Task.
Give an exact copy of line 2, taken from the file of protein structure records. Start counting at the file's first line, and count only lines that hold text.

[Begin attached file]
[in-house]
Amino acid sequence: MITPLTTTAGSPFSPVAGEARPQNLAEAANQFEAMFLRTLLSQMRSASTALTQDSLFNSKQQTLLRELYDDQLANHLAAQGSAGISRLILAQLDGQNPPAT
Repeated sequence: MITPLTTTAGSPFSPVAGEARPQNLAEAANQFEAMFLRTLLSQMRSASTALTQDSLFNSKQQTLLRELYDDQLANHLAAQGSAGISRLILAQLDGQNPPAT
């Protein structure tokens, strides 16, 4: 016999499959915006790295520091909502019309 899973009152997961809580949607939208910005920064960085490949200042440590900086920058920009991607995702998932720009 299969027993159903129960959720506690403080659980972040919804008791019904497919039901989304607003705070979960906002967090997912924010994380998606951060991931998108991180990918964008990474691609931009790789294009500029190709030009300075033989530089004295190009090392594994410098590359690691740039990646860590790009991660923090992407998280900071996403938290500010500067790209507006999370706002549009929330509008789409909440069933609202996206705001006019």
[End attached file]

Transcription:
Amino acid sequence: MITPLTTTAGSPFSPVAGEARPQNLAEAANQFEAMFLRTLLSQMRSASTALTQDSLFNSKQQTLLRELYDDQLANHLAAQGSAGISRLILAQLDGQNPPAT